World's End Girlfriend – Seven Idiots – 4/5
So it's been a while since I graced this forum with my presence – mostly because I haven't been listening to much new – but this is one release that I'd been intending to get to for quite some time. Mentioned in the same breath as “Kashiwa Daisuke” and his phenomenal Program Music I, this post-rock release takes a leap from the more melancholic works I have of his and delivers something that through the use of glitch is transformed into a piece nonetheless beautiful but altogether more complex. This is not a one-listen release; with the exception of all but the most simplistic of offerings (and even they aren't that simple when you get down to the details) there's a good chance that you won't even comprehend half of what you're being bombarded with, trying to make out that base rhythm that other sounds seem to be leaping off like flippers in a pinball machine, bouncing around in a frantic and unpredictable manner.
Perhaps a trademark of someone adept at using electronic signals to his advantage; the stereo format supports his blissful chaos by having the various musical 'defects' come out of different speakers to emphasise certain passages and disjoint otherwise inherently simplistic passages of mournful keys or enthused violins. There are no vocals here (from an unverified source, I've heard this follows a last minute decision to have them removed, a bold decision made all the more so given the fact was the first to be released on his own record label) and the whole album plays off almost like a progressive piece in the manner it seems intent on 'telling a tale,' complete with its undulating themes and elements that come together to form the whole. There is no predicting the way things will unfold, no accounting for the style of music thrown in; that jazzy saxaphone suddenly being used as vinyl to be scratched, or the way a classical passage suddenly becomes juxtaposed by a drum and bass beat.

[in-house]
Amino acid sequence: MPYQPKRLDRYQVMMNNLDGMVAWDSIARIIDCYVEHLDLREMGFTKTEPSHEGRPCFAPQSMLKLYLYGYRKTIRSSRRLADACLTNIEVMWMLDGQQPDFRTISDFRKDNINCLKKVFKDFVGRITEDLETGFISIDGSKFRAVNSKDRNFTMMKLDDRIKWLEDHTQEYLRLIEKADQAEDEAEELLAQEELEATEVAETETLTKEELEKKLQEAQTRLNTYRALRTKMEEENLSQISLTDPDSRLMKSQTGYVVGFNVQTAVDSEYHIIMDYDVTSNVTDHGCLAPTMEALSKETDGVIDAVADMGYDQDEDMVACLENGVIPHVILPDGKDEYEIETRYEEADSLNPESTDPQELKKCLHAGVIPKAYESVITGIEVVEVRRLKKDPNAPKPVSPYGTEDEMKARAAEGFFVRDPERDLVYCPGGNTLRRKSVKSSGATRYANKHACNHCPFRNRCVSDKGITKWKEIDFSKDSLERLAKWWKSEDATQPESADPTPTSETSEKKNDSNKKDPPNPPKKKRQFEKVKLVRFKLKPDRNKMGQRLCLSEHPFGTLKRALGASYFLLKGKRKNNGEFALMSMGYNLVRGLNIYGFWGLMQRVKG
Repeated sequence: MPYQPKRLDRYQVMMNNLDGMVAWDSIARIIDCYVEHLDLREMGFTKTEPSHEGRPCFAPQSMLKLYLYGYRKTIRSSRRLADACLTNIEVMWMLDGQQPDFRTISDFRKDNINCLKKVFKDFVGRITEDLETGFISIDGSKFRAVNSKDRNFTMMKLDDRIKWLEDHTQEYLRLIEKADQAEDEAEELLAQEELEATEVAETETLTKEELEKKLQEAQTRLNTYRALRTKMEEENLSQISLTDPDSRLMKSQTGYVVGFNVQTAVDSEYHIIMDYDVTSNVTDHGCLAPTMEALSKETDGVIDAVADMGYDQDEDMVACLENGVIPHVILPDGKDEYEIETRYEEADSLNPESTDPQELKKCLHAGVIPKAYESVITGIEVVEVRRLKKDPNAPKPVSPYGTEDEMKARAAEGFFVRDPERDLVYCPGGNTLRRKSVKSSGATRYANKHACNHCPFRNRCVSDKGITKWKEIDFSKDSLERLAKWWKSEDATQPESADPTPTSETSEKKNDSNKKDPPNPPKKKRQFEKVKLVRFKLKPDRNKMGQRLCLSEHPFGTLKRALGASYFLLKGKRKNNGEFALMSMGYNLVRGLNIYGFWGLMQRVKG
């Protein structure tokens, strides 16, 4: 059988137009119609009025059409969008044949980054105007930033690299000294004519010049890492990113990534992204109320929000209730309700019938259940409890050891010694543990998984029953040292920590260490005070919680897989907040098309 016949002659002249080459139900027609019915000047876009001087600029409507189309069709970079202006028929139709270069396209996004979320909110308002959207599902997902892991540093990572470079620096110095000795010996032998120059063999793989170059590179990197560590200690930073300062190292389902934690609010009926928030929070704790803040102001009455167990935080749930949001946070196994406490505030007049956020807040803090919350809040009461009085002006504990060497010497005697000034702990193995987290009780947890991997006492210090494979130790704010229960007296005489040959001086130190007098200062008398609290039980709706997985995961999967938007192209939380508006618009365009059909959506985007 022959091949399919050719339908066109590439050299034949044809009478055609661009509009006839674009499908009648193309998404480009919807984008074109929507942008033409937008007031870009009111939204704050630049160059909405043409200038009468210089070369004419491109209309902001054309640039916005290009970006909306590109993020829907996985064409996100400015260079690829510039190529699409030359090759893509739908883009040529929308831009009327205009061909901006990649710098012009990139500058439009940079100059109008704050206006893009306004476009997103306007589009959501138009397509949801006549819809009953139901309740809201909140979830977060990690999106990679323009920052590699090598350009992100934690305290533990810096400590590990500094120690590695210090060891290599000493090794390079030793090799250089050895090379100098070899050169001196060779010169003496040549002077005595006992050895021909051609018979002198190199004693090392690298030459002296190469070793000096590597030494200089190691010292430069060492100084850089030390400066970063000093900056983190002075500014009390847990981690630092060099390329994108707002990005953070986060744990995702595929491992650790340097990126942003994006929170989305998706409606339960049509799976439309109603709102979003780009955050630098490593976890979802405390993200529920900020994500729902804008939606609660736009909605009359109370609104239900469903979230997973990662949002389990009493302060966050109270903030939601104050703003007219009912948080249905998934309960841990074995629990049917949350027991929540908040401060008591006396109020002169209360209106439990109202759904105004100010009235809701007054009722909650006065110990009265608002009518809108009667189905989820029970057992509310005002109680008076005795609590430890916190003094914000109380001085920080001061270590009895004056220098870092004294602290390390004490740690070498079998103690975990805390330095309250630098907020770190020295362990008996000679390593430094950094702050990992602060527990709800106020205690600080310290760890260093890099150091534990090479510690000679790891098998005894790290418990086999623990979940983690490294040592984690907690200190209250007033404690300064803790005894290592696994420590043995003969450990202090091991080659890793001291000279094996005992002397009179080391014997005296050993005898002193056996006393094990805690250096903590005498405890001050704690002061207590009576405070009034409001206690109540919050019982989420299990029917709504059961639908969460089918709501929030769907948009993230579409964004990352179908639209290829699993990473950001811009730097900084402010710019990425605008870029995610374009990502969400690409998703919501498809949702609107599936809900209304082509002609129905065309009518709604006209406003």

The beauty here though, is in the extraction; the frantic chaos of the glitch blips and electronic bloops, the guitar that's never able to quite get its signal across and then as if from nowhere, through the anarchic drum loops bounding between the speakers comes a simple violin passage or piano line that seems to make sense of it all; the contrasting beauty and hopeless chaos playing off one another in a manner that doesn't feel disjointed but rather the other side of the same coin. There are times where this is lost, and even after repeated listens to his “The Offering Inferno” parts make little more sense to me than Sun Ra's “Atlantis,” (which still tops my list as the most batshit insane nonsensical piece of music conceived), and yet even this isn't without its dark atmospheric charm. It's nothing like his past works; its all the more intense and electrifying, and whilst his experimental style doesn't always work, when it does it's like nothing else I've heard. Show me his past efforts and I probably wouldn't have heard much to my liking, but “Seven Idiots” has changed all that.
Highlights: Les Enfente du Paradis, Ulysses Gazer, Bohemian Purgatory
Over the years this has grown into my own personal project, reviewing the artists that I discover and interest me. If you wish to see more of my work, particularly my more metal-orientated material, you can find me as a regular contributor for the online magazine
Posted by T. Bawden Saturday, 1 January 2011